Gen-X wannabe living in the past like it's the present and future. Be good.
twitter: @VarsityOptimism

(Source: thedeepmind, via mmmsimpsons)

blameaspartame:

my memes

(Source: jorts-manor)

fuckyeah1990s:

1990s Normcore

did-you-kno:

Source

My dad was the First Assistant Director on this movie. I visited set many times. LOL.

did-you-kno:

Source

My dad was the First Assistant Director on this movie. I visited set many times. LOL.

True Detective: Gen X Edition
dustinmartian:

Harmontown Charity Garage Sale!
Dan Harmon are the rest of the Harmontown gang are selling their stuff in a giant garage sale to benefit 826LA!! There will be music. There will be baked goods. There will be Dan Harmon, LIVE in person to sign blenders, t-shirts, furniture, art work and any other “treasures” you may discover.  All proceeds go to 826LA! Simultaneous on-line auction TBA!
826LA is a non-profit organization dedicated to supporting students ages 6 to 18 with their creative and expository writing skills, and to helping teachers inspire their students to write. 826LA’s services are structured around our understanding that great leaps in learning can happen with one-on-one attention, and that strong writing skills are fundamental to future success. With this in mind, the organization provides a range of writing programs to over 8,000 students across Los Angeles. All programs are challenging and enjoyable, and ultimately strengthen each student’s power to express ideas effectively, creatively, confidently, and in his or her individual voice. For more information, visit www.826LA.org.
*In addition, I will be bringing some weird random comedy podcast memorabilia I have from working at Earwolf, Feral Audio, and on the Mr. Show Hollywood Said No audiobook over the years.

dustinmartian:

Harmontown Charity Garage Sale!

Dan Harmon are the rest of the Harmontown gang are selling their stuff in a giant garage sale to benefit 826LA!! There will be music. There will be baked goods. There will be Dan Harmon, LIVE in person to sign blenders, t-shirts, furniture, art work and any other “treasures” you may discover.
All proceeds go to 826LA! Simultaneous on-line auction TBA!

826LA is a non-profit organization dedicated to supporting students ages 6 to 18 with their creative and expository writing skills, and to helping teachers inspire their students to write. 826LA’s services are structured around our understanding that great leaps in learning can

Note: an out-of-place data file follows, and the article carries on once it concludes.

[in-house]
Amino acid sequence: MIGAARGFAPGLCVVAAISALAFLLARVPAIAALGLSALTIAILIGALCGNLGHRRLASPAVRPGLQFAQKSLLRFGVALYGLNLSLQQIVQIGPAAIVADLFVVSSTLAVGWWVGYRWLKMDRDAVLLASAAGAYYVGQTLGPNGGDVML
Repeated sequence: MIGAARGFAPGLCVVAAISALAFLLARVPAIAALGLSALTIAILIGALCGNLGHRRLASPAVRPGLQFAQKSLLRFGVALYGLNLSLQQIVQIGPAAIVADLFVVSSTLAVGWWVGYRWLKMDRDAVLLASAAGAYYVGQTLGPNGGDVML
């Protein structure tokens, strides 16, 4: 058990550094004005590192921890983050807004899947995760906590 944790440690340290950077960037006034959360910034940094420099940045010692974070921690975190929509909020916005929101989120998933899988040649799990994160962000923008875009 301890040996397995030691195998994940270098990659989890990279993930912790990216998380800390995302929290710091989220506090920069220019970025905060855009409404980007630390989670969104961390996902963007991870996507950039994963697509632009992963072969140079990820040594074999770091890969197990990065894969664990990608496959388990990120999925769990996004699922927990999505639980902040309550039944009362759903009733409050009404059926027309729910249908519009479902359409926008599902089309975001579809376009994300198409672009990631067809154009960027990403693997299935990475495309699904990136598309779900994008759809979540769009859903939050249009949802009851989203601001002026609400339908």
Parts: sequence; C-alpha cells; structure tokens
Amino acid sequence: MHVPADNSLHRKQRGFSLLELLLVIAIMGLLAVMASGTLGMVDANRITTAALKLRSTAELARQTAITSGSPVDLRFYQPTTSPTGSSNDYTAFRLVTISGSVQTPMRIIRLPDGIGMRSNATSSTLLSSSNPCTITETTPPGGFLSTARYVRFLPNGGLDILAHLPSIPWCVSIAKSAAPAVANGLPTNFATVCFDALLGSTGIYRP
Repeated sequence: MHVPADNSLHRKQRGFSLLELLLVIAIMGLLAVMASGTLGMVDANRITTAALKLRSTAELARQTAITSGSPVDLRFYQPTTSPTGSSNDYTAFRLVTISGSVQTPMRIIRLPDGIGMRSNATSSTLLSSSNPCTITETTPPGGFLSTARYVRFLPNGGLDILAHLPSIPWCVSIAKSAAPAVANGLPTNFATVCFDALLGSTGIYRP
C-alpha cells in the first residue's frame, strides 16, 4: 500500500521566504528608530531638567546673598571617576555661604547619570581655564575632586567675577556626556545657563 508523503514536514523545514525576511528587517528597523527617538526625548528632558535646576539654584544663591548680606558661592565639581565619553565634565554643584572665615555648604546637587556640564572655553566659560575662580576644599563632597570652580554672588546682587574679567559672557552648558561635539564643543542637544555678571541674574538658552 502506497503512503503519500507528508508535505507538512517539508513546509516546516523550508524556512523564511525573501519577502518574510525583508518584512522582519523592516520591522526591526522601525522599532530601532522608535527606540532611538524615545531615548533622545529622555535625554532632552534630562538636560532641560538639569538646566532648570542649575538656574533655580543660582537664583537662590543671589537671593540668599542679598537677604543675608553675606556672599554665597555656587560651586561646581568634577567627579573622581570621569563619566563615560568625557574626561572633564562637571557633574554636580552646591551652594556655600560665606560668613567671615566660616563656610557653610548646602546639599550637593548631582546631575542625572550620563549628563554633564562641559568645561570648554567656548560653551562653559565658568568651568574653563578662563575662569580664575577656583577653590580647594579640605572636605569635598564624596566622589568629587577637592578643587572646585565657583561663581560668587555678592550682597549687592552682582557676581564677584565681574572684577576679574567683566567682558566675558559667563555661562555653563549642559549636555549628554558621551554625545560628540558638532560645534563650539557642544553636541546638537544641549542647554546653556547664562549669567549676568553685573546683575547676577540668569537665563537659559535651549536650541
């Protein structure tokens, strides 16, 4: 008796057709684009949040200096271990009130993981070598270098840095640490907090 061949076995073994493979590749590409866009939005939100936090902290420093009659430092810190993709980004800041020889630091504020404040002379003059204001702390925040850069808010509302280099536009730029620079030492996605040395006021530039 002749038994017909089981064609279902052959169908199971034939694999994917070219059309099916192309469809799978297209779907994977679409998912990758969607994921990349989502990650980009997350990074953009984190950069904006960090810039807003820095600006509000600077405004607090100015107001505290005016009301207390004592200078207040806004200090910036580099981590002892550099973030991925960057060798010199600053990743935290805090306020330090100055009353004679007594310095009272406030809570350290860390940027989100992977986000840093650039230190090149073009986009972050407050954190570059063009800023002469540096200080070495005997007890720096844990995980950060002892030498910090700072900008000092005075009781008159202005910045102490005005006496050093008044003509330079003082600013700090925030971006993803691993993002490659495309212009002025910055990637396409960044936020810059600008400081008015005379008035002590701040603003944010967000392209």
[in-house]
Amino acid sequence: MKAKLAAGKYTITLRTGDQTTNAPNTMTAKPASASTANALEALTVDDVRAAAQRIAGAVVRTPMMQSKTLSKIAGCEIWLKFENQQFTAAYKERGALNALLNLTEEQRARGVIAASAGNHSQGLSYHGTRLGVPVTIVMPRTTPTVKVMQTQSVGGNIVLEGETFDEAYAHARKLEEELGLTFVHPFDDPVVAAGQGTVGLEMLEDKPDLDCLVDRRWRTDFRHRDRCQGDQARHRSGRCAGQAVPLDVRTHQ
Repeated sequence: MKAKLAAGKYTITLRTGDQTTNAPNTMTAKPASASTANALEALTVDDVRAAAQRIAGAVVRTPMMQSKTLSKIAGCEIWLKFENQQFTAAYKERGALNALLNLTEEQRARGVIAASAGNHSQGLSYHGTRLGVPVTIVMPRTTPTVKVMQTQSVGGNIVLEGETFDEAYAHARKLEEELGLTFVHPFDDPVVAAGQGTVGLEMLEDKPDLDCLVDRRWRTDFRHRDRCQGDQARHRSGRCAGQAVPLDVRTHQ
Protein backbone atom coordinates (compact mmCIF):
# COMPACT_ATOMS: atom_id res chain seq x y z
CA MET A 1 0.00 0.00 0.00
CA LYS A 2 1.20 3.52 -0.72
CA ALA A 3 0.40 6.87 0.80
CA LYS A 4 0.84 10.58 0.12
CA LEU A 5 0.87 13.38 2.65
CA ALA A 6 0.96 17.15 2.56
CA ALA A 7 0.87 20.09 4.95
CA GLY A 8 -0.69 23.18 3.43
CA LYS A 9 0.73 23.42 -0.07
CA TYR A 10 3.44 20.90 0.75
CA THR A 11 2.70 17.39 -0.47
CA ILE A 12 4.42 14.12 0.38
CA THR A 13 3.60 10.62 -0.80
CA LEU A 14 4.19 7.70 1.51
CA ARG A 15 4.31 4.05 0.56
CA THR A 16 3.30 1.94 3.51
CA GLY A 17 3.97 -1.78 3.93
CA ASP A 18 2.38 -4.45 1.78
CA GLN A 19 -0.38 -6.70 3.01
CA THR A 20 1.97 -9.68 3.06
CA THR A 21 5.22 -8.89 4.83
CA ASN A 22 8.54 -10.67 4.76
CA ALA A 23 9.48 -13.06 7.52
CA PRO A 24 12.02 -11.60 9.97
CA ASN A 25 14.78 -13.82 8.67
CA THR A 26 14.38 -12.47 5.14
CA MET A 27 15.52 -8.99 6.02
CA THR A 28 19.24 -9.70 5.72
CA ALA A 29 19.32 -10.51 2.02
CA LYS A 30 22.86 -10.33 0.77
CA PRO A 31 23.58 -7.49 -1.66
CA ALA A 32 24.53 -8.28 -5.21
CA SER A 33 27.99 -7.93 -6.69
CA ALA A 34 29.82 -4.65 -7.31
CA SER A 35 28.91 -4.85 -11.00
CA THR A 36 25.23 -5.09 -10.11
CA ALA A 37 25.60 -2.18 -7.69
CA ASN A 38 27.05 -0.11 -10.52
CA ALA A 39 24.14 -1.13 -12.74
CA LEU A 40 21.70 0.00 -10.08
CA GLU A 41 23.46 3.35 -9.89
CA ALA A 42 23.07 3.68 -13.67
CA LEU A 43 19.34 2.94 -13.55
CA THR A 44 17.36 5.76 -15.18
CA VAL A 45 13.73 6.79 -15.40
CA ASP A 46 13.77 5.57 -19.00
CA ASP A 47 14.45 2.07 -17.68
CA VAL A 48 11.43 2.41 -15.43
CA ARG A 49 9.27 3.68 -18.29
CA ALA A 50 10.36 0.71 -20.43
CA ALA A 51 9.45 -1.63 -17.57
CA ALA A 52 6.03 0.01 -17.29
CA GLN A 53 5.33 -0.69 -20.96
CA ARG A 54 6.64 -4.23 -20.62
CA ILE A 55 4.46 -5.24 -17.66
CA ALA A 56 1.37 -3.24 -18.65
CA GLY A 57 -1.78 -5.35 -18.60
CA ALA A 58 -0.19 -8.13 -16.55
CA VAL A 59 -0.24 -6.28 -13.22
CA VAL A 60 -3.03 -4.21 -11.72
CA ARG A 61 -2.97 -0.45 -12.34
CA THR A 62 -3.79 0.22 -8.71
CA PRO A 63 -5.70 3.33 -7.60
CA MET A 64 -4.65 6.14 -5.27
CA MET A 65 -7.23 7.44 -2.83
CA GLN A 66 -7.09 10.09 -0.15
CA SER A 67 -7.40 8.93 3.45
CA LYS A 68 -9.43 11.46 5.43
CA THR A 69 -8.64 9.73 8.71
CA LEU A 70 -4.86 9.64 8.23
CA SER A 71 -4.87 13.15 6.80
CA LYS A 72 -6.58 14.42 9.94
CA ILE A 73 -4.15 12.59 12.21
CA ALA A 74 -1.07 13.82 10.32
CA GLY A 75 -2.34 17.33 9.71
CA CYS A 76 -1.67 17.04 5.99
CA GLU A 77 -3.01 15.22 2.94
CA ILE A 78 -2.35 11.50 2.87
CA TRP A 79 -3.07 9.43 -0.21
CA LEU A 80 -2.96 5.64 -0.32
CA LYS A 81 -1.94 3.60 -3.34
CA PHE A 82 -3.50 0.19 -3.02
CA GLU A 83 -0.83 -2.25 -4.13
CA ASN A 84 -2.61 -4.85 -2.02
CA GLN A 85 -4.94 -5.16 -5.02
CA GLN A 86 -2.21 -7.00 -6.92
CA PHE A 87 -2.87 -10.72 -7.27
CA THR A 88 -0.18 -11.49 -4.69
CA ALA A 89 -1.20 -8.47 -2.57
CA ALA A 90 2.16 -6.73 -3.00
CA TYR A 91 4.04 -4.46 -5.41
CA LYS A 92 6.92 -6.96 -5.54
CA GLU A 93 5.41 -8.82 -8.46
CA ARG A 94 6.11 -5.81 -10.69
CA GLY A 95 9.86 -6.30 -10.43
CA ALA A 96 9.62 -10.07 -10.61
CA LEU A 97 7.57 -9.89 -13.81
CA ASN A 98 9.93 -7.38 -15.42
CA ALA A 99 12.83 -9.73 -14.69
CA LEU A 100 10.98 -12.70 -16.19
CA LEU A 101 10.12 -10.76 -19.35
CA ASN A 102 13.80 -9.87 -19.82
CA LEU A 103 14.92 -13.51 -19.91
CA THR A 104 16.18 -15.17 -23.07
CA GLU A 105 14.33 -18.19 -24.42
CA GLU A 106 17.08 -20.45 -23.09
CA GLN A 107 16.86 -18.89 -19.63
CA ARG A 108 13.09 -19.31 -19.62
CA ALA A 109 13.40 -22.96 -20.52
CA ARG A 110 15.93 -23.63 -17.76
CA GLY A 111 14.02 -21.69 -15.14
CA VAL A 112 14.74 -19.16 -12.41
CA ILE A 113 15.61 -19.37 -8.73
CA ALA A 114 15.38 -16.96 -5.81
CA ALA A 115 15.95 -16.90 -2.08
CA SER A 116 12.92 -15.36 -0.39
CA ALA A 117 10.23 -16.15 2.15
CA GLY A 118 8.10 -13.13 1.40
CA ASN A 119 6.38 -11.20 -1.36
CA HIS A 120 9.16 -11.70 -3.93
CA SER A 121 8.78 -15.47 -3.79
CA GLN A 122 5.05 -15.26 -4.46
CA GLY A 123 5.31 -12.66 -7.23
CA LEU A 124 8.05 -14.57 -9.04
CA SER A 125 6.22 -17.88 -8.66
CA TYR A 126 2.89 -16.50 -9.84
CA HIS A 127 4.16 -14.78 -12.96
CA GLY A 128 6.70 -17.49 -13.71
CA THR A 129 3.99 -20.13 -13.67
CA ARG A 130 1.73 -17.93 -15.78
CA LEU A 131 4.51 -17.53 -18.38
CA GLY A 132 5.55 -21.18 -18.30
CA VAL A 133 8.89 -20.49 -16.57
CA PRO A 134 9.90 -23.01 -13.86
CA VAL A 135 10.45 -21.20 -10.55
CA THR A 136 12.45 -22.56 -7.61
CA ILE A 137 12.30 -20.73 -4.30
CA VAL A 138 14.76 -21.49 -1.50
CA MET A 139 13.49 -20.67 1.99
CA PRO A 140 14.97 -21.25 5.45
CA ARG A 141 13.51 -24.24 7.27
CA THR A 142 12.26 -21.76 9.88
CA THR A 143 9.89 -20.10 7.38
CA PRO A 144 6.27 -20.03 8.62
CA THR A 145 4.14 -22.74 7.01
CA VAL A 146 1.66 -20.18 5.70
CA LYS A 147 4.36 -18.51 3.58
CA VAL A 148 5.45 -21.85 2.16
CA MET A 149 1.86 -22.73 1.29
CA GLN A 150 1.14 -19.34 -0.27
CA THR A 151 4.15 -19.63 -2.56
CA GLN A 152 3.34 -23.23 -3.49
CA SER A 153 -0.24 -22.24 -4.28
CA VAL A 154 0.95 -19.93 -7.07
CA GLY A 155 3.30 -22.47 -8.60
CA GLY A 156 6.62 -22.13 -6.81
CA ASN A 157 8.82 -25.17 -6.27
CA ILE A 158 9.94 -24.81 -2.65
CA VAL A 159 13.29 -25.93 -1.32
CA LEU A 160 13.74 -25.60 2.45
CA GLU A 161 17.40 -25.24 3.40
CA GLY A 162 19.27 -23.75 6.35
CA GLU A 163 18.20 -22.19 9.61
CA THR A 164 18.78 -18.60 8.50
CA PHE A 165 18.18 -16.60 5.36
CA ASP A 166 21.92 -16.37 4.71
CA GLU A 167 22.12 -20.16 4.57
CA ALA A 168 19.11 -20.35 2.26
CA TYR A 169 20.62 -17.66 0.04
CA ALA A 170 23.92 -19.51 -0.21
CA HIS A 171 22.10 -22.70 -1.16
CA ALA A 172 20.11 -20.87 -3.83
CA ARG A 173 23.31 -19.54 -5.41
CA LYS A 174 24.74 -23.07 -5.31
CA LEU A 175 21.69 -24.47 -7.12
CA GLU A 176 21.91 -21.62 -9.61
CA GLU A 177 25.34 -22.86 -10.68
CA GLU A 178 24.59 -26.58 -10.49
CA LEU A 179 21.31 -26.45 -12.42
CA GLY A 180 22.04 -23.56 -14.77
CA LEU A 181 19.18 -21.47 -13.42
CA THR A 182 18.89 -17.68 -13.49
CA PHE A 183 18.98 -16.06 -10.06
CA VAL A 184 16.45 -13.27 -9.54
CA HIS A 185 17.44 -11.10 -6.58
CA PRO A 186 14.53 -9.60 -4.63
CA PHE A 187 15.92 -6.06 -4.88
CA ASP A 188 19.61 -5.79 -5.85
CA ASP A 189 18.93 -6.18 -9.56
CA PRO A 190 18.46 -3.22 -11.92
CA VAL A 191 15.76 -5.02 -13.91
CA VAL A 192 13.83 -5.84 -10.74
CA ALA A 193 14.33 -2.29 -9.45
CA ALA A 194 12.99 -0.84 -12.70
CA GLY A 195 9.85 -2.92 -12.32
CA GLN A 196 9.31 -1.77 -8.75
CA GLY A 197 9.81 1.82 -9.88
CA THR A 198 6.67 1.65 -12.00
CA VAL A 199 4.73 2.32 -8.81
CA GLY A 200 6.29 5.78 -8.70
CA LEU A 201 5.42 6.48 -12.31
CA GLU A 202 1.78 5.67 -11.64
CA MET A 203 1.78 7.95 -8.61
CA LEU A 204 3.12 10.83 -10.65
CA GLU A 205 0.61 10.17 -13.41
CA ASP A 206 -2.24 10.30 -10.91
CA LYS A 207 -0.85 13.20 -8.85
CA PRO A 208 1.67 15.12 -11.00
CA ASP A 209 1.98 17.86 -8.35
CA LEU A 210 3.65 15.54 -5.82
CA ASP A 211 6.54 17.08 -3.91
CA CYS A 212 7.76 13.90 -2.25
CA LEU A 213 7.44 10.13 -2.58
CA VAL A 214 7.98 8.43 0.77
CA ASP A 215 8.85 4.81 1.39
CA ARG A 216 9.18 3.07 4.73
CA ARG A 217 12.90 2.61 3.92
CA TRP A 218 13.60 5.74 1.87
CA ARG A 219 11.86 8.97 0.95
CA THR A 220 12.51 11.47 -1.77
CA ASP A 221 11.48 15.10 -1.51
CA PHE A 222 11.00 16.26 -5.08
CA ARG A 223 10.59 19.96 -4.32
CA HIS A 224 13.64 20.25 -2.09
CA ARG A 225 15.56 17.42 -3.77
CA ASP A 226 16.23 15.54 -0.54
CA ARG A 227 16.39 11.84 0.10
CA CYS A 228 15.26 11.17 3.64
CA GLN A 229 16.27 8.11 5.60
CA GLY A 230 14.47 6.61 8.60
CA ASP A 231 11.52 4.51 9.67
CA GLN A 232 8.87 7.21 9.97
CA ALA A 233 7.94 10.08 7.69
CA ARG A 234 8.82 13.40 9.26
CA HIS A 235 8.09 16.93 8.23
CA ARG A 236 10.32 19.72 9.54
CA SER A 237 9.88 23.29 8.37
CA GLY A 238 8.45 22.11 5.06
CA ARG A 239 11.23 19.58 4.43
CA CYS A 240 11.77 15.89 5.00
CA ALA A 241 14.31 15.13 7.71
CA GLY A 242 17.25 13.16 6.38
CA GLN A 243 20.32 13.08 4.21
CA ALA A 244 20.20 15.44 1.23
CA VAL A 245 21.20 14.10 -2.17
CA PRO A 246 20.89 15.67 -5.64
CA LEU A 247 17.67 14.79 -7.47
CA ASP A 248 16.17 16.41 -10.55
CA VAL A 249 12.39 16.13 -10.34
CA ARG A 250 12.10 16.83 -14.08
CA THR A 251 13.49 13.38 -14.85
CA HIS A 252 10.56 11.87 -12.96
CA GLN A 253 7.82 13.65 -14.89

happen with one-on-one attention, and that strong writing skills are fundamental to future success. With this in mind, the organization provides a range of writing programs to over 8,000 students across Los Angeles. All programs are challenging and enjoyable, and ultimately strengthen each student’s power to express ideas effectively, creatively, confidently, and in his or her individual voice. For more information, visit www.826LA.org.

*In addition, I will be bringing some weird random comedy podcast memorabilia I have from working at Earwolf, Feral Audio, and on the Mr. Show Hollywood Said No audiobook over the years.

(via havingchanged)

gameraboy:

Jimmy Carter jogging in Disneyland

gameraboy:

Jimmy Carter jogging in Disneyland

(via vintagedisneyparks)

homebaseball:

"What is finished… is the idea that this great country is dedicated to the freedom and flourishing of every individual in it. It’s the individual that’s finished. It’s the single, solitary human being that’s finished. It’s every single one of you out there that’s finished, because this is no longer a nation of independent individuals. It’s a nation of some 200-odd million transistorized, deodorized, whiter-that-white, steel-belted bodies, totally unnecessary as human beings, and as replaceable as piston rods… Well, the time has come to say, is dehumanization such a bad word. Because good or bad, that’s what is so. The whole world is becoming humanoid - creatures that look human but aren’t. The whole world not just us. We’re just the most advanced country, so we’re getting there first. The whole world’s people are becoming mass-produced, programmed, numbered, insensate things…"—Paddy Chayevsky, Network, 1975.
I watched Network the other day with my dog in an effort to wade through a rare Southern California rainstorm. I had seen it once in high school and had always meant to revisit it, but somehow hadn’t found my way to it until just this past week. Not to overstate, but it was like finding a cinematic soul mate. It hit dead-on in so many areas of my interest: the 1970s, subversiveness, pointed satire and anarchic spirit. It fucking ruled. But this isn’t a screed on how awesome Network is. Everyone knows that. There are whole books dedicated to it. This is about another blow to the humanity of baseball. MLB Advanced Media announced yesterday at the MIT Sloan Sports Analytics conference that they have developed a revolutionary tracking system designed to completely explode defensive analytics. If you’re a futurist or SABRmetrician it is cum volcano-XXXX-illegal in 40 states-ball draining porn. For people who love baseball, it’s what Robert Oppenheimer and Bhagavad Gita called “the destroyer of worlds”.